Suggested Searches
View All
View All
View All
General Results

News & Stories

Breast cancer specialist Anne Blaes offers five smart health tips for breast cancer survivors

As cancer survivors finish surgery, chemotherapy or radiation therapy and transition back to routine life, they are again confronted by worry and confusion and wonder how their health picture has changed.
Roughly 170,000 breast cancer cases are diagnosed each year. It is estimated that over 2.3 million women in the United States are breast cancer survivors.

Many patients with a new breast cancer diagnosis ask me: “What do I need to know?”

At that point in time, they are surrounded by concerned loved ones and are uncertain what questions to ask and what steps to take. Fortunately, there are a variety of resources available and many knowledgeable physicians and providers on hand to help.

But as cancer survivors finish surgery, chemotherapy or radiation therapy and transition back to routine life, they are again confronted by worry and confusion, and wonder how their health picture has changed.

That is why it’s so important to ask—as a breast cancer survivor—what do I need to know? Here are five tips to point you in the right direction.

  • Exercise.
    The American Academy of Sports Medicine recommends that cancer survivors, regardless of their treatment status, exercise at least 150 minutes per week. If you feel like this is a challenge given your overall stamina, try to break it up, or take a walk instead of trying to jog like you may have previously done. If you can only go 10-15 minutes, try doing this twice a day instead of all at one time period. There are a lot of resources available to get you moving. If you haven’t tried the Cancer Rehabilitation program, ask about it. There are many tools available at our institution as well as in the community to help you increase your activity.
  • Know your cancer treatment history.
    Be aware of the drugs you received, the radiation you received, and the medications you are on (tamoxifen or aromatase inhibitors). Ask for a treatment summary. Knowing your cancer treatment history will help your providers—both oncologists and primary care physicians—keep you well. In addition, you are more likely to get preventative care and screening for all health matters (blood pressure, cholesterol, etc) by seeing both your oncologist and your primary care physician. You can also consider an evaluation in our Cancer Survivor Program.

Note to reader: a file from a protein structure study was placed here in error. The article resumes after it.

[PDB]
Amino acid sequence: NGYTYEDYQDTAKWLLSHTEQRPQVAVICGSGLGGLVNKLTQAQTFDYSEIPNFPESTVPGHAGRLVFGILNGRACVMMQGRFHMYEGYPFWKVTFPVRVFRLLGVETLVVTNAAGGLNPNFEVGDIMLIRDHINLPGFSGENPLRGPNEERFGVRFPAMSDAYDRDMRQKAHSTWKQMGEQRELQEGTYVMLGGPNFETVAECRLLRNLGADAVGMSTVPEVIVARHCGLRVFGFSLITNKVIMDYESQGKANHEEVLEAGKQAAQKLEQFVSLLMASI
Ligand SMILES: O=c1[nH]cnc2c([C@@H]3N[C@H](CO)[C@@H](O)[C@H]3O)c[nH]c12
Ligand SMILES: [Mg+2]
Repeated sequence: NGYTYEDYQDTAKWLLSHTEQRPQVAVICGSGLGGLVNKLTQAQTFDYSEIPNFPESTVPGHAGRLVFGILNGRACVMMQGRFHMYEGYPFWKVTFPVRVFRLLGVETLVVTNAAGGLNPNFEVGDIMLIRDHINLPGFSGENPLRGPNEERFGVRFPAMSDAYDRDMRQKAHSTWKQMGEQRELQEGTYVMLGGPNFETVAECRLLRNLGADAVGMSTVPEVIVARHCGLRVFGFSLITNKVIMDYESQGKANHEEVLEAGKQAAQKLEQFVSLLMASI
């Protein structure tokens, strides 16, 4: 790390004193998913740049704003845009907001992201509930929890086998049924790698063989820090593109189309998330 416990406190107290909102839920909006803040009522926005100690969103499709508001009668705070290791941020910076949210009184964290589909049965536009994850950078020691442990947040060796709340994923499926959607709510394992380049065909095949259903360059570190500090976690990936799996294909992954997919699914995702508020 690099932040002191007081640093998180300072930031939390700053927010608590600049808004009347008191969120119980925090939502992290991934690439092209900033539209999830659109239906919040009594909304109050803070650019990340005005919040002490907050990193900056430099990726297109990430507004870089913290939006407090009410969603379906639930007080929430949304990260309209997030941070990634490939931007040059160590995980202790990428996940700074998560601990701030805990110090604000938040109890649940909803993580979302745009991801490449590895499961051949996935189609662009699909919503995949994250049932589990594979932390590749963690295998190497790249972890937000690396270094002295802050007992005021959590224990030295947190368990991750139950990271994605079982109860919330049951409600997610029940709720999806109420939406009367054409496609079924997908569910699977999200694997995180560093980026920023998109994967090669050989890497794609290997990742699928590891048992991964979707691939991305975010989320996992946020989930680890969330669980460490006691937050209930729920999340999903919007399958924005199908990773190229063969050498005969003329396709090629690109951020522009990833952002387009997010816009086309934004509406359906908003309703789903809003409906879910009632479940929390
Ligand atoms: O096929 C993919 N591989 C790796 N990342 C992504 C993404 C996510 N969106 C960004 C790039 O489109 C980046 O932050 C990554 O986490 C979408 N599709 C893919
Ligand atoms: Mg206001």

Learn more about the University of Minnesota Health breast cancer services.

  • Rest well.
    The transition from weekly appointments to less regular visits is a challenging one. Most cancer survivors—roughly 66 percent—fear recurrence of their cancer. Roughly 51 percent of patients with breast cancer report sleep difficulties. Of them, 19 percent meet criteria for insomnia syndrome and 95 percent will have chronic problems lasting more than six months. Consider trying a mindfulness class or a support group. Ask your physician for other tools. Exercise. All these things will help you rest more thoroughly, both mentally and physically.
  • Eat well.
    Did you know that most breast cancer survivors on aromatase inhibitors and tamoxifen will gain an average of 5 to 10 pounds? Additionally, breast cancer survivors with stage 1-3 breast cancer are at greater risk of dying from cardiovascular disease than their breast cancer. Eat foods low in animal fats. Eat at least three to four servings of fruit and three to four servings of vegetables per day. Avoid smoked and processed foods.
  • Ask questions.
    Many patients finishing therapy think they should accept a “new normal.” If you aren’t feeling well, call and talk to your healthcare team. Ask if there are interventions and tools available to help you improve your stamina, your strength and your memory (i.e. rehabilitation for your memory impairment). Ask questions.